5 Great Excuses for Buying a Truck
Sure, you want one, but does she? Here are talking points for that kitchen-table debate.
Ford Harley-Davidson F-150
We feel your pain. You want a manly pickup truck, one with some room inside and beans — big ones — under the hood. But there's a problem. You live in the suburbs and work in an office, and you never really get your hands dirty, except during occasional yardwork or projects around the house. You don't have any horses to feed or pallets of cement to haul. Consequently, your wife thinks you're crazy. She thinks you need to grow up and leave behind your sandbox fascination with shiny trucks that go vroom. Naturally, you disagree. Your intuition says there's plenty of time to grow up later, and you want a truck now.
That means you'll need some good reasons to justify parking that pickup truck in your driveway. Here are five that'll get you started and that she just might buy.
1. “We can do more things with the kids.”
Any parent can tell you that kids mean stuff, and lots of it. Tote the kids anywhere and you have to haul seemingly half that stuff with you. Nothing moves stuff easier than a pickup. Sure, the old minivan is more secure and weather-tight, and it provides easier access. But bolt a camper shell or tonneau on a pickup and it'll haul an entire Toys R Us to the park, beach or grandma's. This is an especially powerful argument when the kids are a little older and have larger toys, such as bicycles.
2. “It’ll make home improvements a whole lot easier.”
Now here's an appeal she can't resist. With a pickup truck, your home-improvement capabilities improve exponentially. Never mind that the local big-box store has delivery options. Necessities such as peat moss, drywall and silly-looking patio furniture are a natural fit for a pickup. Remember, you don't actually have to haul such stuff; it's the promise that counts. No woman can resist a man who is willing to tackle her "honey-do" list.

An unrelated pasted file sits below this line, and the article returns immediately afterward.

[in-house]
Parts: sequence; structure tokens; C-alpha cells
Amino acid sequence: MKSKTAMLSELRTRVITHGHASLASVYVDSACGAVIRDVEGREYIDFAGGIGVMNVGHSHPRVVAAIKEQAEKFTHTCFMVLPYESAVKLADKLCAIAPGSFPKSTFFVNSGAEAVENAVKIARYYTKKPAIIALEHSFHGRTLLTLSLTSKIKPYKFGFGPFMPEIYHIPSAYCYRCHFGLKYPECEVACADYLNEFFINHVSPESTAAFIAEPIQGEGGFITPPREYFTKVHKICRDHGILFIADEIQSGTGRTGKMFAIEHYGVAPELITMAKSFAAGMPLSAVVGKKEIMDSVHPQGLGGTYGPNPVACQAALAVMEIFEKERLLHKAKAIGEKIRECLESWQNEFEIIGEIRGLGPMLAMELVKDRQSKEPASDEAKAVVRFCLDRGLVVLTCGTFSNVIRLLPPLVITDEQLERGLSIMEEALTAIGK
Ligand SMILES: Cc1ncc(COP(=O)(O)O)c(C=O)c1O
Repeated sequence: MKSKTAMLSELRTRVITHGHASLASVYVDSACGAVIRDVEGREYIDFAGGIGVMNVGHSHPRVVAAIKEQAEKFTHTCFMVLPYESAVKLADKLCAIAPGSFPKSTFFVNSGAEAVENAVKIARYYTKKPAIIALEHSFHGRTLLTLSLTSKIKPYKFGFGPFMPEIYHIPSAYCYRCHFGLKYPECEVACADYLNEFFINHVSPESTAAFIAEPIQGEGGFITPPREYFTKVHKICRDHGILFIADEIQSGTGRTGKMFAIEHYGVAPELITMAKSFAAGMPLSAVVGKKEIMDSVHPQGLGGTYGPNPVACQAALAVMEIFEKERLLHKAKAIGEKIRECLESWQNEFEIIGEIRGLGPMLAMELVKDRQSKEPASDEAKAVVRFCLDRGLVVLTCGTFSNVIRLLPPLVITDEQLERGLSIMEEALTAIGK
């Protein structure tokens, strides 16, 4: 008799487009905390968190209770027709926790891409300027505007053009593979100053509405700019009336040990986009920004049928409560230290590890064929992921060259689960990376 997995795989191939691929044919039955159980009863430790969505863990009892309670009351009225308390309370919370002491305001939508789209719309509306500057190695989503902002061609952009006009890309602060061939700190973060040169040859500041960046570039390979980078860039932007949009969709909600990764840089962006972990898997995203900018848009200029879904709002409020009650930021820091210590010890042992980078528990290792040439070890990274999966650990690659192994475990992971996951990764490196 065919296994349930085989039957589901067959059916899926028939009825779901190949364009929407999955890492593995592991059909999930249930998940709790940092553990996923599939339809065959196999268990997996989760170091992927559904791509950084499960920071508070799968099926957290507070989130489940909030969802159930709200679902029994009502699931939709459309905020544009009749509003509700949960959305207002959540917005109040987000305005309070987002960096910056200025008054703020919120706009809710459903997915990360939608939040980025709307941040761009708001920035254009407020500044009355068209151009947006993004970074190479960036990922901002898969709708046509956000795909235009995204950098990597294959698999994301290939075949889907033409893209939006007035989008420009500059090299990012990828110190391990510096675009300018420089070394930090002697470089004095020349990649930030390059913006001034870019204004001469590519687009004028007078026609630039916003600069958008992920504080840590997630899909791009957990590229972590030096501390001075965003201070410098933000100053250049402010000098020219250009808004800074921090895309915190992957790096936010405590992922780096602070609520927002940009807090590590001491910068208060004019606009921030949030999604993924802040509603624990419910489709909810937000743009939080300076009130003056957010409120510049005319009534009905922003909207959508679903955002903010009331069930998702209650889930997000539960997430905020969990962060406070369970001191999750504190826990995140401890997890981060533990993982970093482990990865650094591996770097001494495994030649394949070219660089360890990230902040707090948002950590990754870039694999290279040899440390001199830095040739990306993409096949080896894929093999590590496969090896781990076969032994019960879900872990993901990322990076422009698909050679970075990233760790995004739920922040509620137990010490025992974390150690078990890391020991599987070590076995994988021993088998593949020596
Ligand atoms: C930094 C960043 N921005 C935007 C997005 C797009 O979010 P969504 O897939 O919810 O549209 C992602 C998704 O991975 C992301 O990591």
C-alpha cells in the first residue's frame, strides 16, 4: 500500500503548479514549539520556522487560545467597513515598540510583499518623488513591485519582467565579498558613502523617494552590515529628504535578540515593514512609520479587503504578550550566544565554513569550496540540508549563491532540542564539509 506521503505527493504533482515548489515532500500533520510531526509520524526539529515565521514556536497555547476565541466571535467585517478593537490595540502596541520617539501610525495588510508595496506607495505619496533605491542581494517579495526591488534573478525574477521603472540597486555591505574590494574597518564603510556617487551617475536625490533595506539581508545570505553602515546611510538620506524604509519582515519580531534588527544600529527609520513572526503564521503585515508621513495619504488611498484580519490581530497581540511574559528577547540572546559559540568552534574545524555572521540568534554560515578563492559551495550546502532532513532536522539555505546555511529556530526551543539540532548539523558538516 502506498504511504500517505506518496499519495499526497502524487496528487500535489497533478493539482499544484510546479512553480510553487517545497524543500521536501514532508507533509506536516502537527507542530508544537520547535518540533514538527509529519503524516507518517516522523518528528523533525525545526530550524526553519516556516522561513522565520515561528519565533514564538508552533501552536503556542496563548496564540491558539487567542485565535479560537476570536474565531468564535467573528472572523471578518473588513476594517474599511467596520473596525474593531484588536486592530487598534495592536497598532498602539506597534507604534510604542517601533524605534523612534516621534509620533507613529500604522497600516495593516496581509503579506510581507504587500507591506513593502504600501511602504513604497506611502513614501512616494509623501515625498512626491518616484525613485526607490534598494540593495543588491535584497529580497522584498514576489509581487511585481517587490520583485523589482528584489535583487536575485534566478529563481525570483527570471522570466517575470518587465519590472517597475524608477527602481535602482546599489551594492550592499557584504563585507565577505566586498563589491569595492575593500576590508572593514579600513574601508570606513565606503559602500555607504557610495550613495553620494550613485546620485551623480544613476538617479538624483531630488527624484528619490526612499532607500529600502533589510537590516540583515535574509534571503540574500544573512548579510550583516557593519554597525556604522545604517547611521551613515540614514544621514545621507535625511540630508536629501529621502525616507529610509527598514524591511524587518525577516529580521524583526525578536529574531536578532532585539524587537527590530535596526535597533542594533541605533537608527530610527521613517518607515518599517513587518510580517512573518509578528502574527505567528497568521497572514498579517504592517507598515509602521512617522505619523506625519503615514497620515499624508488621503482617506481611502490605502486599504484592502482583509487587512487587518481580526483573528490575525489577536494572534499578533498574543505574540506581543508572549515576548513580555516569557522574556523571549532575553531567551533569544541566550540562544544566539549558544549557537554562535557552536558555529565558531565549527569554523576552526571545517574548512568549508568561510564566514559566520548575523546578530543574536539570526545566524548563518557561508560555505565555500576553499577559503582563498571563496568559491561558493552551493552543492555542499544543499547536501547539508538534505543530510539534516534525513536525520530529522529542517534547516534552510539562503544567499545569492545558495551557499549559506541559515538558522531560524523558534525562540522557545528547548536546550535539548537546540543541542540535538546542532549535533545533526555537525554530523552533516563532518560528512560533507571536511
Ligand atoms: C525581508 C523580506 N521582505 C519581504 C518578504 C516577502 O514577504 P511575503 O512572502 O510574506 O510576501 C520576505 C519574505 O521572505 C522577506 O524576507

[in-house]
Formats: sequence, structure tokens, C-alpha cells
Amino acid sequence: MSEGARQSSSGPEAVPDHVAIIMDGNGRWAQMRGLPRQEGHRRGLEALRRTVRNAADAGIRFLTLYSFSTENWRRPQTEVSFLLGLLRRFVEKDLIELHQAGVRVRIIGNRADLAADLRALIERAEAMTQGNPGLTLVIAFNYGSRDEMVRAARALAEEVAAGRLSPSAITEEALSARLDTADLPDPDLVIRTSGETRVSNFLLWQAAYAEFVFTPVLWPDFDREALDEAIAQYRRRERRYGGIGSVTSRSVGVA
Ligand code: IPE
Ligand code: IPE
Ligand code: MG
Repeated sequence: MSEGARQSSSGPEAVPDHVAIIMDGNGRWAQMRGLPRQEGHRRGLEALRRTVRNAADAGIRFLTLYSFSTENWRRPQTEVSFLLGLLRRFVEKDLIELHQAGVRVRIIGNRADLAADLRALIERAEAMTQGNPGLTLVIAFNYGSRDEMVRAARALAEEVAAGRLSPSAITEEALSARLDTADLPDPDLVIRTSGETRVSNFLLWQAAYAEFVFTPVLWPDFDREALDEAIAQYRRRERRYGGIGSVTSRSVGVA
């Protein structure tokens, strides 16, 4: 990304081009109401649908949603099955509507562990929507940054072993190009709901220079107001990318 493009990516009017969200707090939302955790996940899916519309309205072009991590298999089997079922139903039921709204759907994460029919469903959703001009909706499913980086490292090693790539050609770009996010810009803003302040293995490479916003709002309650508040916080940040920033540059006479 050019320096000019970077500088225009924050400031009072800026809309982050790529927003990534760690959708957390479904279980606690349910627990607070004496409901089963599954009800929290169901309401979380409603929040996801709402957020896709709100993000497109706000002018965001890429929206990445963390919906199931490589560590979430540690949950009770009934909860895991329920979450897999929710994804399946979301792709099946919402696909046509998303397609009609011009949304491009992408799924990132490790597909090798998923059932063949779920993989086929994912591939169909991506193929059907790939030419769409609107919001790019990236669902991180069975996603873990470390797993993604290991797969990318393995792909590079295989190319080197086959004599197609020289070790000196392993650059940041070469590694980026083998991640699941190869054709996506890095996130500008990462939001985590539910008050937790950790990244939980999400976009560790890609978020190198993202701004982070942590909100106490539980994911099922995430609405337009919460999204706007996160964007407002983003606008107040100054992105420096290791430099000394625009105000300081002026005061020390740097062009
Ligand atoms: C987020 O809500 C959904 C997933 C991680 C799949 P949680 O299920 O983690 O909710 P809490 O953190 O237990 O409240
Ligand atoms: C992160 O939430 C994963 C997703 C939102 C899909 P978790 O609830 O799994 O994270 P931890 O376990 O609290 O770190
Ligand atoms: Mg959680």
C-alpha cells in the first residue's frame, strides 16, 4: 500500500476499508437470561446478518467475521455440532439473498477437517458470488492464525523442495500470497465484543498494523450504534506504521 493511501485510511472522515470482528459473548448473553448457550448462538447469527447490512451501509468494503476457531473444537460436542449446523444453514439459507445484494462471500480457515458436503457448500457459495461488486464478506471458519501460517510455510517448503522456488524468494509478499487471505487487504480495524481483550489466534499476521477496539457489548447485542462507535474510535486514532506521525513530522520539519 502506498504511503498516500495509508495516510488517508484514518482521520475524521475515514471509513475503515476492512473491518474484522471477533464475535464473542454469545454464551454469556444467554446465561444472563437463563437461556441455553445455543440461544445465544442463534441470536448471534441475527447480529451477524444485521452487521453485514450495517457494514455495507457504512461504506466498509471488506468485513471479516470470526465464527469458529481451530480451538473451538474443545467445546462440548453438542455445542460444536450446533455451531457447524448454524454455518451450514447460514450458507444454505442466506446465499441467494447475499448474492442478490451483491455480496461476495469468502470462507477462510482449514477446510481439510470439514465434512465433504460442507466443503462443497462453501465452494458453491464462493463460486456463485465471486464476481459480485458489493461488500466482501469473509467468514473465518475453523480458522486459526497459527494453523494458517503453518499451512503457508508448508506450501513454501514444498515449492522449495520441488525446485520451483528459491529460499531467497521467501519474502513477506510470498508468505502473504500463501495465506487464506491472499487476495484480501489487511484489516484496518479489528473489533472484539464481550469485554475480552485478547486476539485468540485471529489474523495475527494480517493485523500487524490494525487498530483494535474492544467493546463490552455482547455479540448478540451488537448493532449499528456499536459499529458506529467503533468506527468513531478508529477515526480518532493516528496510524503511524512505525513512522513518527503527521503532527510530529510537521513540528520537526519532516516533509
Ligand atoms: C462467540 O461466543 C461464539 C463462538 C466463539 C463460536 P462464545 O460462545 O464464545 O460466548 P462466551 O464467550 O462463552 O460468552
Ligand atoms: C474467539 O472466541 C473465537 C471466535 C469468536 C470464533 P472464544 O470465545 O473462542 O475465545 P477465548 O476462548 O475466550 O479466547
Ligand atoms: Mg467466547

There's a meaningful downside to this argument, however. If you are the only one in your social circle with a pickup, you'll soon discover just how much junk your buddies and their wives want to schlep home, too.
3. “A truck is safer than a sedan.”
Even the wiliest spouse is helpless against the omnipotent safety argument, no matter how blatantly self-serving. Ignoring the fact that all modern vehicles are amazingly crash-worthy, the impressive size, heft and carrying capacity of, say, a Ford F-150 suggest that it will fare better in a fender-bender than a lighter, smaller Toyota Camry. It's a simple matter of physics, right? Jousts with another alpha male in another pickup or large SUV negate this logic. We recommend not mentioning the latter when pleading your argument.
4. “It’s equipped like a luxury car inside.”
This appeal might cost you a little extra to realize the truck of your dreams, but it can be an incentive for a spouse oriented more to aromatherapy and pedicures than to boondocking. Sure, the base trim on most pickups is a bland vinyl desert. But a dive into the oasis of the options list can up the ante quite a bit.
Some domestic pickups feature near-luxury interiors designed to please the most fastidious of decorators. Plus, a pickup's ample seating and generous legroom are a real boon to the large or lanky.
5. “We could tow the boat with it.”
It's our experience that kids and women love boats. We can't explain it, but they do. And a tow-ready pickup is the easiest way to get your small sloop, runabout or kayak to the water and back home safely. Plus, you can carry all sorts of gear in the bed — tubes, skis, picnic baskets, Jet Skis, etc. (Warning: Don't include fishing gear on that list, unless your spouse or the kids like to fish. That's a hobby, your hobby, and one that monopolizes your time.) Key to your pitch is that you must first have the boat — that is, unless she's been bugging you to get one. Then you can say, "We'll need a truck to tow it."
Even if you don't own a boat, a pickup will open a new world of recreational opportunities. Kids love outdoor adventures, moms love being with happy kids, and dad is happy when mom is happy.
Longtime Road & Track contributor Tom Wilson's credits include local racing championships, three technical engine books and hundreds of freelance articles.
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